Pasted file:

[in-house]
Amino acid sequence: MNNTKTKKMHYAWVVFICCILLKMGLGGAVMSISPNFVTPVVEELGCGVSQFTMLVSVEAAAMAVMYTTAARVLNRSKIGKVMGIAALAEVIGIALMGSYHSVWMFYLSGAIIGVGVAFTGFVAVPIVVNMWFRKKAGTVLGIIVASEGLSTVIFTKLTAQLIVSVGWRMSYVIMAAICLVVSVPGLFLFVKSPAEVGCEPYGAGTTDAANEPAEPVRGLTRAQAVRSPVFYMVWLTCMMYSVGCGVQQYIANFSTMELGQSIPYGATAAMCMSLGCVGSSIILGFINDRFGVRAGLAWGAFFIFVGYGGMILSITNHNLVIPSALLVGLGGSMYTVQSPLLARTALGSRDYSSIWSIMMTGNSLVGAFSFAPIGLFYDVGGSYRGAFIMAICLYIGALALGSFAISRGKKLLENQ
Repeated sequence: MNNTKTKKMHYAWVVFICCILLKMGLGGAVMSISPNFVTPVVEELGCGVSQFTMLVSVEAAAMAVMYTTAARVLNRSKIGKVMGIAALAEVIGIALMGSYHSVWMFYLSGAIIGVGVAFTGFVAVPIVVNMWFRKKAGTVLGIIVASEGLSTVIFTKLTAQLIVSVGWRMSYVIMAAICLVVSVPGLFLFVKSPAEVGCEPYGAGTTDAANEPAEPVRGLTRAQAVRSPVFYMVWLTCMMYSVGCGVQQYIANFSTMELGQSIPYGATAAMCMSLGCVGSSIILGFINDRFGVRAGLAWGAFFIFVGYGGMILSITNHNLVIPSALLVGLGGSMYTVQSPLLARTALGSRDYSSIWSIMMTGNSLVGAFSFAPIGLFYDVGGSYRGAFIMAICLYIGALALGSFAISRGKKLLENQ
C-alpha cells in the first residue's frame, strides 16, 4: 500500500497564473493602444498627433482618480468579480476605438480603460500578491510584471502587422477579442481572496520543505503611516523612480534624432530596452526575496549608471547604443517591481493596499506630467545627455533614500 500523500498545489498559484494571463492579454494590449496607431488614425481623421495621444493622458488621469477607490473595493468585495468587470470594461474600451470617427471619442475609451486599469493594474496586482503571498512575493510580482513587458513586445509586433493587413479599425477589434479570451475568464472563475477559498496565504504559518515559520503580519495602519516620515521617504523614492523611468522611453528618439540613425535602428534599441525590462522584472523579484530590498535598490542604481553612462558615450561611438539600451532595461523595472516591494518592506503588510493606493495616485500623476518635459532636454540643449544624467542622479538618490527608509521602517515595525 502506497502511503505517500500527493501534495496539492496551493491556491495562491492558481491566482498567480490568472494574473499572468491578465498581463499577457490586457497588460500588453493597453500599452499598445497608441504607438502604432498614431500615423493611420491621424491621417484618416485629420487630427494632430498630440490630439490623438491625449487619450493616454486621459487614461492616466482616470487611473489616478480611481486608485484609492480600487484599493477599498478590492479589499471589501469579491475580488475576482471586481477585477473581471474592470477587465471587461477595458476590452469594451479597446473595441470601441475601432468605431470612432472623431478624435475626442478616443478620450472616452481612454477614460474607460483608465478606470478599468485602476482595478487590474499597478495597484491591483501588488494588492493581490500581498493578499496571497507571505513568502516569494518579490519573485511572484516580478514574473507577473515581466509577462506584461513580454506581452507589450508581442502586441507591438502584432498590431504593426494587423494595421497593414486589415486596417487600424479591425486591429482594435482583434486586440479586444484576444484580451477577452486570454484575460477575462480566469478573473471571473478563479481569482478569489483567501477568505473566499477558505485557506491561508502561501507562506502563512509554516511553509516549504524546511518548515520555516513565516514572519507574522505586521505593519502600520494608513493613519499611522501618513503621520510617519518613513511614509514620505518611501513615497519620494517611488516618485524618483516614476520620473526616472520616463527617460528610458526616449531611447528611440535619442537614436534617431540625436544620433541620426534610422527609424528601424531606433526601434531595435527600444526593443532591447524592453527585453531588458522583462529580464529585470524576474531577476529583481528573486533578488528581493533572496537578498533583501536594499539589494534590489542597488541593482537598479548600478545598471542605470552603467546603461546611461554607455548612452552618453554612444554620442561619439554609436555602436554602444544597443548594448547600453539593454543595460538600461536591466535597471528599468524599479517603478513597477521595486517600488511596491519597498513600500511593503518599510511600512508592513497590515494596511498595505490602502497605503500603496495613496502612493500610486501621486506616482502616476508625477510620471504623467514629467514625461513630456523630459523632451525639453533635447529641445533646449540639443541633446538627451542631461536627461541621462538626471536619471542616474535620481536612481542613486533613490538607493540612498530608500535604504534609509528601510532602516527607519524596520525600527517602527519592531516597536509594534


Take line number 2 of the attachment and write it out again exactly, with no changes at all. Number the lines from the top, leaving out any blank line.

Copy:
Amino acid sequence: MNNTKTKKMHYAWVVFICCILLKMGLGGAVMSISPNFVTPVVEELGCGVSQFTMLVSVEAAAMAVMYTTAARVLNRSKIGKVMGIAALAEVIGIALMGSYHSVWMFYLSGAIIGVGVAFTGFVAVPIVVNMWFRKKAGTVLGIIVASEGLSTVIFTKLTAQLIVSVGWRMSYVIMAAICLVVSVPGLFLFVKSPAEVGCEPYGAGTTDAANEPAEPVRGLTRAQAVRSPVFYMVWLTCMMYSVGCGVQQYIANFSTMELGQSIPYGATAAMCMSLGCVGSSIILGFINDRFGVRAGLAWGAFFIFVGYGGMILSITNHNLVIPSALLVGLGGSMYTVQSPLLARTALGSRDYSSIWSIMMTGNSLVGAFSFAPIGLFYDVGGSYRGAFIMAICLYIGALALGSFAISRGKKLLENQ